Trivia Corner

Because only 5,303 1958 Plymouth Furys were ever made, by the time filming began in April 1983 they were in short supply. Carpenter decided to place ads seeking two other Plymouth models, the Belvedere and the Savoy, and eventually got hold of 24 of them in various states of disrepair. These were then used to build a total of 17 versions of the Fury.


Retview #16 – The Howling (1981)

Title: The Howling

Year of Release: 1981

Director: Joe Dante

Length: 89 minutes

Starring: Dee Wallace, Patrick Macnee, Dennis Dugan, Christopher Stone, Slim Pickens, John Carradine, Elisabeth Brooks

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I’ve already covered several werewolf movies in this series (An American Werewolf in London, Dog Soldiers). However, previous entries tend to verge on horror/comedy. I don’t know why, but someone way back in movie history must have decided there was something knee-slappingly funny about people transforming into humungous wolf-like creatures and ripping innocent bystanders into bloody pieces. Not so the Howling. Despite a script dripping with satire (“You were raised in LA, the wildest thing you ever heard was Wolfman Jack.”) adapted from Gary Brandner’s novel by screenwriter John Sayles, who had previously worked with director Joe Dante on tongue-in-cheek classic Piranha, there are precious few chuckles here. Except right at the very end, which we’ll get to in good time. Even now, almost four decades after it was first released, The Howling is still a brutal, terrifying, and deeply disturbing journey into the dark heart of the lycanthrope legend which has long been considered a metaphor for the beast lurking inside all of us, something which is hinted at several times throughout the movie. If you’ve never seen it, that’s something you need to rectify post haste.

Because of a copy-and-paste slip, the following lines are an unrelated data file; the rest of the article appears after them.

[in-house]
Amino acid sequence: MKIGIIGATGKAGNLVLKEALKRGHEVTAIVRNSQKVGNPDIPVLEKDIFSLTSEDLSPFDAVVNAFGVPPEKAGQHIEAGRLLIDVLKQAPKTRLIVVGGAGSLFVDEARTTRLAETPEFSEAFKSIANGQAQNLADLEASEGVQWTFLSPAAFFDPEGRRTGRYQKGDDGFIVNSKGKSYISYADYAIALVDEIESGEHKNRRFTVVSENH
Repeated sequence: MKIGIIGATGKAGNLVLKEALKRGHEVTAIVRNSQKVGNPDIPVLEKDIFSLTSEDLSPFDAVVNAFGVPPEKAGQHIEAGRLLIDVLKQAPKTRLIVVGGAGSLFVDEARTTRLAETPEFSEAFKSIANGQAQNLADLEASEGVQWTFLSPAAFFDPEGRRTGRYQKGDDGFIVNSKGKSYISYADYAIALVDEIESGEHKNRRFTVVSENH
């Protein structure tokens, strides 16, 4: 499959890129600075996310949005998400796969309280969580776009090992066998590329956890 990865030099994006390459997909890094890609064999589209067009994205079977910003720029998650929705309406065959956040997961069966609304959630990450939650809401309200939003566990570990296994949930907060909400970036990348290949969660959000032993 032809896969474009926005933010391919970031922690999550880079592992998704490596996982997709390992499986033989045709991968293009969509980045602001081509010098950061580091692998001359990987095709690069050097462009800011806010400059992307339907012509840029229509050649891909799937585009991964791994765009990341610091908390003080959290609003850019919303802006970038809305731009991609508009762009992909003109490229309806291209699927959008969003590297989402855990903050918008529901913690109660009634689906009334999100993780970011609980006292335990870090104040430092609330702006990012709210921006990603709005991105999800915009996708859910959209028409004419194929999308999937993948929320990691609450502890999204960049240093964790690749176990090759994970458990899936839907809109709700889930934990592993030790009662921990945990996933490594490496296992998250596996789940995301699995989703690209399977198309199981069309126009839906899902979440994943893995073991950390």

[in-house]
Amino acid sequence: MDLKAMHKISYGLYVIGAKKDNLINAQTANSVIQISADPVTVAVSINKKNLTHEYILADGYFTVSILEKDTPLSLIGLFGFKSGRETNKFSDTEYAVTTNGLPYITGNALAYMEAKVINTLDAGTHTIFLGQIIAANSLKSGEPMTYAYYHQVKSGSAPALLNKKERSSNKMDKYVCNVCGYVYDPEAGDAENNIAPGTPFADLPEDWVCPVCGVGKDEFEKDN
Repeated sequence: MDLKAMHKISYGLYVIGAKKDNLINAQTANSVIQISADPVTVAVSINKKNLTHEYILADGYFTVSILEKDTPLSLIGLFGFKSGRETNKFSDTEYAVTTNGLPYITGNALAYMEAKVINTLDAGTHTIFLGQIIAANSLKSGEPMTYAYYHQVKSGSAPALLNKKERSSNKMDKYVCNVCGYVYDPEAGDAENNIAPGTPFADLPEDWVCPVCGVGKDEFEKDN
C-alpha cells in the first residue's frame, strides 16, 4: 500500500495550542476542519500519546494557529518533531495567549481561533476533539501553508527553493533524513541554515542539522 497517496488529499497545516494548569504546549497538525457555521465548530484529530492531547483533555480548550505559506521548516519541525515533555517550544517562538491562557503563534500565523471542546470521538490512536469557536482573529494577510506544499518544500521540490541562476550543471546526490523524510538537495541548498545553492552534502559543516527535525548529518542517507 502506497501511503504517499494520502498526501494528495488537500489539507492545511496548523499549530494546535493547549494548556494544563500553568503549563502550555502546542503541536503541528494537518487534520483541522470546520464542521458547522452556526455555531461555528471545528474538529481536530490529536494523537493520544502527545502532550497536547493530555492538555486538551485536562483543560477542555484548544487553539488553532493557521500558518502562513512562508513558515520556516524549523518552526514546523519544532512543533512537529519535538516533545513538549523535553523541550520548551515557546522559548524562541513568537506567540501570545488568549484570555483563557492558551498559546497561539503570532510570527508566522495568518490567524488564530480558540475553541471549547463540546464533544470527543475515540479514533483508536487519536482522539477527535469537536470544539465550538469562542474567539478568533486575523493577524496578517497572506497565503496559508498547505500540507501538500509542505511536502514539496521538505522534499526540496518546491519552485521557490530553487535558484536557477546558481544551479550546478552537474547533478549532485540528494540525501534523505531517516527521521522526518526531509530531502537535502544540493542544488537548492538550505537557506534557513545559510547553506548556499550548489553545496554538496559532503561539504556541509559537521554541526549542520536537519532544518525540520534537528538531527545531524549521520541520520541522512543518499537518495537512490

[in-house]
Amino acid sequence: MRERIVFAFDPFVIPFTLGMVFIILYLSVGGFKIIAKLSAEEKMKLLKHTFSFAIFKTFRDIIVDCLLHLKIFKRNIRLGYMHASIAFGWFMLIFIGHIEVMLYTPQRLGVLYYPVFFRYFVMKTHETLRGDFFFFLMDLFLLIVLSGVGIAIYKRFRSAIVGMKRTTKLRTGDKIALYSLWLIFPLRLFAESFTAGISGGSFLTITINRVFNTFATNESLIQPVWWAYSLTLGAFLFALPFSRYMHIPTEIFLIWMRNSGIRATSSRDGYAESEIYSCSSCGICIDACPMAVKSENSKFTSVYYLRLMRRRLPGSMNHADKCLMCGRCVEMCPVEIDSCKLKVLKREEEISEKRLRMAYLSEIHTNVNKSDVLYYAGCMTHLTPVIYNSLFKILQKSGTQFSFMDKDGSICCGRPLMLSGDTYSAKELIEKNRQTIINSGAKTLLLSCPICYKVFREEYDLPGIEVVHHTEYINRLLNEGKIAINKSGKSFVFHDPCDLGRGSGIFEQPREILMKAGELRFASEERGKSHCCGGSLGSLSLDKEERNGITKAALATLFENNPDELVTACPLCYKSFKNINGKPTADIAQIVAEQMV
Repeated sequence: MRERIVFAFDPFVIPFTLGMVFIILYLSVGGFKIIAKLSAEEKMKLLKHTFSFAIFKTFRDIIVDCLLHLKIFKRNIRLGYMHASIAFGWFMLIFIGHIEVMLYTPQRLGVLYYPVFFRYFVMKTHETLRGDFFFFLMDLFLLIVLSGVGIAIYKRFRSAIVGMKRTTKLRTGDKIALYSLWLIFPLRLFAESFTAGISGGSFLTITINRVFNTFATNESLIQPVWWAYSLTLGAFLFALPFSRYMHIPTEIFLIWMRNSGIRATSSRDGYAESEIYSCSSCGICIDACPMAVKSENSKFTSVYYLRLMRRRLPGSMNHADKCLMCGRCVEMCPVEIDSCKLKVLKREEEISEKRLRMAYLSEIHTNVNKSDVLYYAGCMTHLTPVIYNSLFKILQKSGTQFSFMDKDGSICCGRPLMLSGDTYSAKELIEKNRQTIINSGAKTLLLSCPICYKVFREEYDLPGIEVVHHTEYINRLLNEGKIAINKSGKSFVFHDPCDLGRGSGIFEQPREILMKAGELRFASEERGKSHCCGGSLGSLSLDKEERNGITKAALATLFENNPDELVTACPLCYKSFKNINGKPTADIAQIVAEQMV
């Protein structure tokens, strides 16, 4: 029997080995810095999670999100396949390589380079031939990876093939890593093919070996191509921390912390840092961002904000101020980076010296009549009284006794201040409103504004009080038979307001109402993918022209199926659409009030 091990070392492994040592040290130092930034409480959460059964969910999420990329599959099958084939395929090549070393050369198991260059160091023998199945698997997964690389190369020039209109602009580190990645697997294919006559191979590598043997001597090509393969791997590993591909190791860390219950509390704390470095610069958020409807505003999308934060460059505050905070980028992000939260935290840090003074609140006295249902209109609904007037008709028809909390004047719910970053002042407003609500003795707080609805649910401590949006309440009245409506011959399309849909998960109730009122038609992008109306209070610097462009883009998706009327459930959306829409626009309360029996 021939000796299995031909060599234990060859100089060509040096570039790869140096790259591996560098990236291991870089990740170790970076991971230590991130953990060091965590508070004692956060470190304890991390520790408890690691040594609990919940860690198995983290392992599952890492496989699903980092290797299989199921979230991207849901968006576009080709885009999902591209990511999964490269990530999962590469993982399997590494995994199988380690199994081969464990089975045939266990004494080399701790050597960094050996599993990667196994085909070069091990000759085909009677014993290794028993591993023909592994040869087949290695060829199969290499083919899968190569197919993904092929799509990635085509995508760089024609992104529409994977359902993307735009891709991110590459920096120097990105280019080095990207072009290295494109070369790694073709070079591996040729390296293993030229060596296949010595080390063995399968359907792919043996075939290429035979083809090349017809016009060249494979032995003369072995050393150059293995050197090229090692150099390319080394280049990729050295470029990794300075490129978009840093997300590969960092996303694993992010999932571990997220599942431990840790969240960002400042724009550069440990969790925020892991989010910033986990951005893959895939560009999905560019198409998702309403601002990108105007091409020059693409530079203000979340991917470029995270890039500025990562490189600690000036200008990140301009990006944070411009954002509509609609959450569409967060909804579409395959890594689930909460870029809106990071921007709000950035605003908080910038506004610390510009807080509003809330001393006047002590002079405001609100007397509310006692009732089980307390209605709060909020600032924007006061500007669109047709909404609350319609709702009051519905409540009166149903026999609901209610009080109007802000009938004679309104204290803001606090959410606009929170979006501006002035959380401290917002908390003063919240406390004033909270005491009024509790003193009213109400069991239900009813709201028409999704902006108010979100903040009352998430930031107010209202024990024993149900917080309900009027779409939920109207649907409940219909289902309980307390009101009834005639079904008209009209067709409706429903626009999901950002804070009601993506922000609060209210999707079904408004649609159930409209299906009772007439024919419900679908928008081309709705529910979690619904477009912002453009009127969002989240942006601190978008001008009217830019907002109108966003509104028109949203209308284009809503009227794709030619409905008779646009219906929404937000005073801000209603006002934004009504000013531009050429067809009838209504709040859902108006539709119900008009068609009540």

Karen White (Scream Queen Dee Wallace, star of horror staples Cujo, the original Hills Have Eyes and Critters, but probably best known for her role in E.T.) is a television news anchor in LA who is being stalked by a serial killer. In conjunction with the police and TV crews, she takes part in a sting operation, agreeing to meet the murderer in a sleazy porno cinema. In the ensuing kerfuffle, the serial killer is shot dead by cops, but Karen is left severely traumatized by it all and suffering from amnesia. Her therapist (Macnee, that bloke off the Avengers) suggests she and her husband (Stone) should spend some time at an exclusive retreat in the countryside to aid her recovery, something they are only too happy to do. Big mistake. The Colony, as they call it, is full of colourful characters, one of them being a nymphomaniac called Marsha (Brooks) who tried to bed Karen’s husband. When he rejects her advances, she follows him into the woods one night and scratches his arm, thereby ‘turning’ him. They later do it next to a bonfire (snigger) in one of those scenes that you probably rewound way too much as a horny teenager, before getting creeped out by the fact that by the end you are essentially watching a couple of Furries getting some. Anyway, Karen soon begins to suspect that something sketchy is going on not just with her husband, but at the retreat as a whole, and calls in a little help from her friends. That’s when things get interesting, if they weren’t interesting enough before.